The deals between ISPs and anti-piracy organizations are a worrying trend. In just a few months entertainment industry representatives managed to convince ISPs and governments that they should have the right to accuse and warn Internet subscribers, without solid proof. The question that remains unanswered is whether these warnings will have any effect.
The power of the entertainment industry and anti-piracy lobbyists is growing rapidly. In the UK, six major ISPs have teamed up with the music industry to start mass warning filesharers. France has gone even further, recently adopting a law that will enable the entertainment industry to disconnect alleged pirates on their third warning. Similar methods are proposed throughout the rest of the world.
It’s quite scary if you think about it. In France the right to access the Internet now rests on the shoddy evidence of anti-piracy units, evidence that is known to be inaccurate. Christine Albanel, the French Minister for Culture recently quoted research that allegedly found that 97% of all file-sharers will stop downloading copyrighted content when they receive a warning, but this seems to be very unlikely.
Unfortunately, the minister failed to name the resource for the study, but it does raise some interesting questions. All these new agreements and policies have strong faith in the deterrent function of these so called warnings, but thus far there is no evidence that these actually have any effect. That’s right, millions of people are now receiving warnings (sometimes even threats), and they may very well lead to nothing.
You would think that the government would at least get some solid proof of the deterrent effect of these letters but, perhaps even more importantly, check the validity of the anti-piracy evidence before they allow the entertainment industry to start contacting millions of citizens with intimidating letters. It might turn out that thousands of users receive a letter for something they didn’t do, and that wouldn’t be the first time that had happened. On the other hand, even those who are correctly accused might not change their behavior so easily.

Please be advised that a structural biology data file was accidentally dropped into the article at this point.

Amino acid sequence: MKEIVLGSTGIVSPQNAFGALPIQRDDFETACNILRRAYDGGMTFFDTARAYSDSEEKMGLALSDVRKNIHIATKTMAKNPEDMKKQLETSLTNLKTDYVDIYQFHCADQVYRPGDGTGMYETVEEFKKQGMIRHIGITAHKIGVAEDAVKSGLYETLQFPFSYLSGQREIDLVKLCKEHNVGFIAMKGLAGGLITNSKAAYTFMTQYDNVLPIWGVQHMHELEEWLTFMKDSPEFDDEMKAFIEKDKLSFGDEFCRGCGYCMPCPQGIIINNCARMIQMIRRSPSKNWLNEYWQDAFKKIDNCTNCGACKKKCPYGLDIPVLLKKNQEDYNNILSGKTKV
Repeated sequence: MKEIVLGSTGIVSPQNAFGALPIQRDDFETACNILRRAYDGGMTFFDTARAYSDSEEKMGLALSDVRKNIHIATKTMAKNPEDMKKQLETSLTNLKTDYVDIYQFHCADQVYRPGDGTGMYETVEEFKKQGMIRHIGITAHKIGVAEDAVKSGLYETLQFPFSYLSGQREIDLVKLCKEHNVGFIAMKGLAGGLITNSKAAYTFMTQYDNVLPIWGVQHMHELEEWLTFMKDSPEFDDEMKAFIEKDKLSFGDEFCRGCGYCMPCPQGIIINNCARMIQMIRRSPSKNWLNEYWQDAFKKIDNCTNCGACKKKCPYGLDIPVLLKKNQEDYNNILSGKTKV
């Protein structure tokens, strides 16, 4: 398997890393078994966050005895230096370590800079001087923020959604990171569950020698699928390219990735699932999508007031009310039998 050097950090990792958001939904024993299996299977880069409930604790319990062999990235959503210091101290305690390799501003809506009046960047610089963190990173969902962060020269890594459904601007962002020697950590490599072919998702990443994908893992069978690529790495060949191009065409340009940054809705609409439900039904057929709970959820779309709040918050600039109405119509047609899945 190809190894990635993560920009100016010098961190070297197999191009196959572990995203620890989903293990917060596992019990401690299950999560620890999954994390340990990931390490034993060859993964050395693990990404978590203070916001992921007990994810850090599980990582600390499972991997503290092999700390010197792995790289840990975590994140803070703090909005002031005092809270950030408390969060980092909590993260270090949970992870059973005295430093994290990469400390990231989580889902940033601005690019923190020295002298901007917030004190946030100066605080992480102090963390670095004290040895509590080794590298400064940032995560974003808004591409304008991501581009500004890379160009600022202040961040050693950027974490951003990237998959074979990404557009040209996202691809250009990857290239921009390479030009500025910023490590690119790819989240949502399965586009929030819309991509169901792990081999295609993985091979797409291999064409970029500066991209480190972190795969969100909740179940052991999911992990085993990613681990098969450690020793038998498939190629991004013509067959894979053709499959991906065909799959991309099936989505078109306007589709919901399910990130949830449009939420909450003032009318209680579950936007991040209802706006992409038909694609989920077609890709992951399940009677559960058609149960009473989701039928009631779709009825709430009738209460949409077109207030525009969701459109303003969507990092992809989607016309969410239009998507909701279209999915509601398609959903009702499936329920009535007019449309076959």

Warning letters will most likely make most pirates more cautious, and they will find ways to get what they want more anonymously. Whatever happens, it wont stop the most of them from getting what they want. As Justin Milne of Telstra BigPond, Australia’s largest Internet provider put it: “There’s no one thing that you can do that is going to fix the problem (but) when people think about this area, they often look to ISPs to provide the silver bullet.”
So how can “pirates” be stopped then? This is not an easy question to answer. Right now, 50% of all BitTorrent traffic is generated by people who download TV-episodes, something that’s available for free in most countries, but not available on demand. It might be a good start for the entertainment industry to rethink their outdated business models, experiment and use peer-to-peer technology to fulfill the ever growing demand for media online.